Morning Call: pick of the papers

The ten must-read comment pieces from this morning's papers.

1. Cameron’s incurable European headache (Financial Times)

This is where the irresistible force of rising Tory europhobia meets the immovable object of geopolitical reality, writes Philip Stephens.

2. It’s too early for the Tories to assume defeat is inevitable in 2015 (Daily Telegraph)

David Cameron could be a transformative leader if he had more faith in his power to change minds, says Fraser Nelson.

3. Algeria spills more blood (Guardian)

The violent end to this standoff is only the start of a new chapter in the country's savage history, writes Nabila Ramdani.

4. Don’t reject a referendum, Ed. Fast-track it (Times) (£)

The Labour leader should seize his chance to appeal to British business and voters, says Philip Collins. He must offer an in-out vote now.

5. Mali is not a global conflict. It doesn't require a global response (Independent)

The notion of a global threat from a revived al-Qa'ida should be familiar by now; it's the same flawed reasoning the led the US to launch its "war against terror", says Adrian Hamilton.

6. A living wage, or a much higher minimum wage, is worth paying (Daily Telegraph)

As City profits soar, the low-skilled, service areas of the economy continue to suffer a fall in income, writes Jeremy Warner. Radical action might avoid a social catastrophe.

7. A funny way of firing up the locomotive (Financial Times)

Now and in the interwar period, austerity policies have often failed in their own terms as they have made deficits worse, writes Samuel Brittan.

8. Mr Cameron and the speech that never was (Daily Mail)

The Prime Minister is confronting one of the most crucial issues of our times while Ed Miliband has nothing useful to say, argues a Daily Mail editorial.

9. Hugh Gaitskell: New Labour's old roots (Guardian)

Tony Blair never acknowledged the influence of his most like-minded predecessor, who died 50 years ago this week, says a Guardian editorial.

10. Why today’s American presidents need a third term (Independent)

There are compelling reasons why two four-year terms may not be enough for a competent and popular US president today, writes Mary Dejevsky.

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Donald Trump vs Barack Obama: How the inauguration speeches compared

We compared the two presidents on trade, foreign affairs and climate change – so you (really, really) don't have to.

After watching Donald Trump's inaugural address, what better way to get rid of the last few dregs of hope than by comparing what he said with Barack Obama's address from 2009? 

Both thanked the previous President, with Trump calling the Obamas "magnificent", and pledged to reform Washington, but the comparison ended there.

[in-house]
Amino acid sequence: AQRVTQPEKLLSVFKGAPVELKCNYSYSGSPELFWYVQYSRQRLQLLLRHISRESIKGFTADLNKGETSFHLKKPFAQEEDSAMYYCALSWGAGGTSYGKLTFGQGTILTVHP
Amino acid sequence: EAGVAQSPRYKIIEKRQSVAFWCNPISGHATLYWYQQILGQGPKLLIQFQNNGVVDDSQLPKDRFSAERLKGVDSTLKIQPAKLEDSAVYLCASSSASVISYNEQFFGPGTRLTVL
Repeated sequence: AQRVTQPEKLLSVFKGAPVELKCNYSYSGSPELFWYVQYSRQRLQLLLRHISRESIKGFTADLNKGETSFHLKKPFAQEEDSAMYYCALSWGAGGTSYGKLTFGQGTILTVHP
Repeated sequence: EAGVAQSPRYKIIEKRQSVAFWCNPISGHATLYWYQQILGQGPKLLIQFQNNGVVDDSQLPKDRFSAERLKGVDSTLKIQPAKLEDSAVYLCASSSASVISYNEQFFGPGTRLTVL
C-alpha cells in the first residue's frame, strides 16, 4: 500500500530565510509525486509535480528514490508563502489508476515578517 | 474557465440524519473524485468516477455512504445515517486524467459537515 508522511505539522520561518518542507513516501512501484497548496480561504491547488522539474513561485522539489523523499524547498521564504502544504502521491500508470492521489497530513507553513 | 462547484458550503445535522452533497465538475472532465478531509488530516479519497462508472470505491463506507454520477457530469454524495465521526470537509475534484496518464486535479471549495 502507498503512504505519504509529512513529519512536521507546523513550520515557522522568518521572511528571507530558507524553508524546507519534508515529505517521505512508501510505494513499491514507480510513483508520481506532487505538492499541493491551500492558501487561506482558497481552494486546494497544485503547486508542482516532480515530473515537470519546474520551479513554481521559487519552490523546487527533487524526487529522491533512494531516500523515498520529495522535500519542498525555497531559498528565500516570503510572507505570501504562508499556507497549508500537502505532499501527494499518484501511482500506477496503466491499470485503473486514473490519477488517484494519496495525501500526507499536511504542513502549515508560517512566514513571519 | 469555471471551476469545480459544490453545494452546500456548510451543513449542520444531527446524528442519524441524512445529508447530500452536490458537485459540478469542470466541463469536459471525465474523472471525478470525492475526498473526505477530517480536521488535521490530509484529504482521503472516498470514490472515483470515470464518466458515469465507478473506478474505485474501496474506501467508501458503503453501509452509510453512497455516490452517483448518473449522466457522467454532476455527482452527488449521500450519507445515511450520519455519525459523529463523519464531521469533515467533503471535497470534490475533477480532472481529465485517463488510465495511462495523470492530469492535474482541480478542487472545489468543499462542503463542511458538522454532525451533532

Here is what each of them said: 

On American jobs

Obama:

The state of our economy calls for action, bold and swift.  And we will act, not only to create new jobs, but to lay a new foundation for growth.  We will build the roads and bridges, the electric grids and digital lines that feed our commerce and bind us together.  We'll restore science to its rightful place, and wield technology's wonders to raise health care's quality and lower its cost.  We will harness the sun and the winds and the soil to fuel our cars and run our factories.  And we will transform our schools and colleges and universities to meet the demands of a new age.

Trump:

For many decades we've enriched foreign industry at the expense of American industry, subsidized the armies of other countries while allowing for the very sad depletion of our military.

One by one, the factories shuttered and left our shores with not even a thought about the millions and millions of American workers that were left behind.

Obama had a plan for growth. Trump just blames the rest of the world...

On global warming

Obama:

With old friends and former foes, we'll work tirelessly to lessen the nuclear threat, and roll back the specter of a warming planet.

Trump:

On the Middle East:

Obama:

To the Muslim world, we seek a new way forward, based on mutual interest and mutual respect. To those leaders around the globe who seek to sow conflict, or blame their society's ills on the West, know that your people will judge you on what you can build, not what you destroy. 

Trump:

We will re-enforce old alliances and form new ones and unite the civilized world against radical Islamic terrorism, which we will eradicate completely from the face of the earth.

On “greatness”

Obama:

In reaffirming the greatness of our nation we understand that greatness is never a given. It must be earned.

Trump:

America will start winning again, winning like never before.

 

On trade

Obama:

This is the journey we continue today.  We remain the most prosperous, powerful nation on Earth.  Our workers are no less productive than when this crisis began.  Our minds are no less inventive, our goods and services no less needed than they were last week, or last month, or last year.  Our capacity remains undiminished.  

Trump:

We must protect our borders from the ravages of other countries making our product, stealing our companies and destroying our jobs.

Protection will lead to great prosperity and strength. I will fight for you with every breath in my body, and I will never ever let you down.

Stephanie Boland is digital assistant at the New Statesman. She tweets at @stephanieboland